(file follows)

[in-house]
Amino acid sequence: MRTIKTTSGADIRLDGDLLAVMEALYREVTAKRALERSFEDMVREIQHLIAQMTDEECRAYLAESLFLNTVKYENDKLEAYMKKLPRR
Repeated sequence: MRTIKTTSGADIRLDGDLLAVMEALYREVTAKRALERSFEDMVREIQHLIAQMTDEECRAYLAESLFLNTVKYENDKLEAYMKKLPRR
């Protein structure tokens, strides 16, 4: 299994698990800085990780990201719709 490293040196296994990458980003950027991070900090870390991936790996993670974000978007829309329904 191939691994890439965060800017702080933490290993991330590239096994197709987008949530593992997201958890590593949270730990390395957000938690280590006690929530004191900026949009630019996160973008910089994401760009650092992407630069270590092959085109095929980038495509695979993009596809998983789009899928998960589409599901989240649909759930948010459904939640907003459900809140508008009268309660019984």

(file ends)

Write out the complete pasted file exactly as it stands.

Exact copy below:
[in-house]
Amino acid sequence: MRTIKTTSGADIRLDGDLLAVMEALYREVTAKRALERSFEDMVREIQHLIAQMTDEECRAYLAESLFLNTVKYENDKLEAYMKKLPRR
Repeated sequence: MRTIKTTSGADIRLDGDLLAVMEALYREVTAKRALERSFEDMVREIQHLIAQMTDEECRAYLAESLFLNTVKYENDKLEAYMKKLPRR
């Protein structure tokens, strides 16, 4: 299994698990800085990780990201719709 490293040196296994990458980003950027991070900090870390991936790996993670974000978007829309329904 191939691994890439965060800017702080933490290993991330590239096994197709987008949530593992997201958890590593949270730990390395957000938690280590006690929530004191900026949009630019996160973008910089994401760009650092992407630069270590092959085109095929980038495509695979993009596809998983789009899928998960589409599901989240649909759930948010459904939640907003459900809140508008009268309660019984």